Last June, the Fort Lauderdale-based landscape architecture and urban design firm, Cadence, helped transform two near-desolate blocks in the city’s downtown area into a buzzing, pedestrian-friendly marketplace-slash-dog-park-slash-Art-Walk. The endeavor was called Build A Better Block, and was part of a nationwide movement to improve city streets. As we discussed then, Fort Lauderdale tends to be unfriendly to pedestrians, despite how clear it is that, with a little work, it could be an easily walkable city.
Build A Better Block was a huge success, proving that a couple extra inches of sidewalk, more plants, comfortable seating, aesthetically-pleasing public art, and accessible mom-and-pop shops went a long way in drawing people out of their cars. Now, Cadence will partner with C&I Studios and helium creative to bring us “Revel on the Block,” a bi-annual event. “Better Block was a one-time demonstration,” explains Cadence co-founder Rebecca Bradley. “Revel will take elements that were demonstrated during Better Block and begin to implement them in a more permanent manner.”
Fort Lauderdale’s F.A.T. Village art district will allow two art walks per year to function as Revel events. “We saw the desire and need of the creative community in Fort Lauderdale to have an event and place to connect on a regular basis,” says Bradley of this decision. One-time events showcasing potential city improvements can be misleading. Although they can instill some hope and provide temporary entertainment, their benefits are typically short-term. That’s why Revel on the Block is such a good idea: It’ll occur rarely enough to avoid becoming a bigger version of Art Walk, but with enough frequency to raise discourse on implementing the displayed changes in a real way.
The chances for this to happen are good — as Bradley explains, two permanent changes already arose from Build A Better Block: Flagler Station, a furniture collective that will open later this spring on the block, and Flagler Village Community Garden, which is set to break ground in April on N.E. Third Street.
(Ten percent of all art sales at Revel on the Block will go toward building the Flagler Village Community Garden, so all of this works in a cyclically beneficial way.)
“There really aren’t any differences [between Revel on the Block and Build A Better Block],” Bradley says. “Now that we’ve shown you how providing seating, organizing the street, and adding good food and drink options mingled with art and commerce make for a livelier street, let’s keep doing that. Little by little, let’s make the make-shift improvements turn into permanent improvements.”
Speaking of the mingling of the community’s different parts, the theme for the upcoming Revel on the Block is “Intersection.” It seems appropriate, considering the idea that most city-planning events attempt to create vital, previously untapped intersections. Explains Bradley, “We thought, ‘What a strong word for an art show and for the event in general.’ This event is where art and community intersect, where different ages and cultures intersect, where artists have a chance to show their works of depicting this theme of intersection.”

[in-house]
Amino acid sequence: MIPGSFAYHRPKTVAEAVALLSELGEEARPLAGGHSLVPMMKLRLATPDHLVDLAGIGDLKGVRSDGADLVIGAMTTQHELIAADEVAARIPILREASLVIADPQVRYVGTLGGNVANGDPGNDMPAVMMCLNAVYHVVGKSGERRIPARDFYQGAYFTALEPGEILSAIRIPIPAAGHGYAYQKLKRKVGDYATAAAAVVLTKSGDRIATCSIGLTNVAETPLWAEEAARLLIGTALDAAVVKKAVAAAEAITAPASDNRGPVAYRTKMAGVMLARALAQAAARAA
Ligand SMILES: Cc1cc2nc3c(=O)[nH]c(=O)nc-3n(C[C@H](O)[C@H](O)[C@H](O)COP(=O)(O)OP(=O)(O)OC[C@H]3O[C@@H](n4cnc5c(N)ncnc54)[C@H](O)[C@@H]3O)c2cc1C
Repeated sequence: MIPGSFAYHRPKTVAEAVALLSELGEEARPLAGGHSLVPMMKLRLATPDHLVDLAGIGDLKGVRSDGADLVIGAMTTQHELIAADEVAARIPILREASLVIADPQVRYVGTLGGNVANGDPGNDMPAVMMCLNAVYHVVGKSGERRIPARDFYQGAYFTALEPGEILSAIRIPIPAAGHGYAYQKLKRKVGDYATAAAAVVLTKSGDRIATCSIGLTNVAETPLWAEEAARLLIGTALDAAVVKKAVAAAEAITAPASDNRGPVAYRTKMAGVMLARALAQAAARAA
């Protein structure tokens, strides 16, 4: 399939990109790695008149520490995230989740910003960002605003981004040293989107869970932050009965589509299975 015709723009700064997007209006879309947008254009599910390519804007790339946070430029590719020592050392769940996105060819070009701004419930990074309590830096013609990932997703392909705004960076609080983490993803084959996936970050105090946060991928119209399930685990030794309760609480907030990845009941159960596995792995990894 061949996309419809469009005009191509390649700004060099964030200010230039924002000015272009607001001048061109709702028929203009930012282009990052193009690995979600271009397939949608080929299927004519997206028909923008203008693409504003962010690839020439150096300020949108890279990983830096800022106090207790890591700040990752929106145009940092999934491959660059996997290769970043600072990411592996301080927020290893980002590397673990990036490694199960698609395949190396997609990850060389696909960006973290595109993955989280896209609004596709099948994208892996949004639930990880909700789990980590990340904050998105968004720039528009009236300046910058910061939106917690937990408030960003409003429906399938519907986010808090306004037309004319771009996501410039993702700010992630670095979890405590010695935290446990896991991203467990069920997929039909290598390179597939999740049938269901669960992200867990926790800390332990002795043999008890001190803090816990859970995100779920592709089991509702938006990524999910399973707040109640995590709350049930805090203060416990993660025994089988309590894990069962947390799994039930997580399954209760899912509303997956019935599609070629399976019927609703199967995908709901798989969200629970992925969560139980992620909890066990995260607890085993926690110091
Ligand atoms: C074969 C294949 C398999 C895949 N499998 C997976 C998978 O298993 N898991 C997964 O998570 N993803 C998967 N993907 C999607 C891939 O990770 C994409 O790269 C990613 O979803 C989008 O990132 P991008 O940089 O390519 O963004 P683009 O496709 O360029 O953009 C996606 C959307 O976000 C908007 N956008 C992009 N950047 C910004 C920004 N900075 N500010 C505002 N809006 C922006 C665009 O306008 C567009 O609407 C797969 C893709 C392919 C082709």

The artistic component of Revel on the Block will pay homage to the Intersection theme, too, in an entirely different way.
“We have an amazing artist, Virginia Fifield, participating. Her larger-than-life portraits of animals are mesmerizing, but her work is about taking a closer look at what happens when humans and nature intersect, the control that humans try to enforce on nature. With that background, the Intersection theme takes on a whole new meaning. Brian Buzzella, Julie Davidow, and Deborah Gregg are all creating site-specific installations on the theme.”
Considering the the introduction of Flagler Station and Flagler Garden, Bradley is hopeful that the improvements will continue and the neighborhood will grow. “Our goal is to inspire people that attend to reimagine how they view outdoor space, get exposed to creative ideas, and see the potential that art, design, and creative businesses have to affect the success of a city,” she says. “Both [Flagler Village Community Garden and Flagler Station] were direct results of Build A Better Block. If we can continue to inspire new businesses to start, create new amenities for Flagler Village, and expose existing businesses to a new audience, then this will be a success. It’s important for people to meet and communicate in a meaningful way. They deserve thoughtful experiences.”
Where: 523 N.W. First Ave., in Fort Lauderdale’s FAT Village
When: Saturday, January 26, 2 to 11 p.m.
For more information or to volunteer, visit Revel’s Facebook page.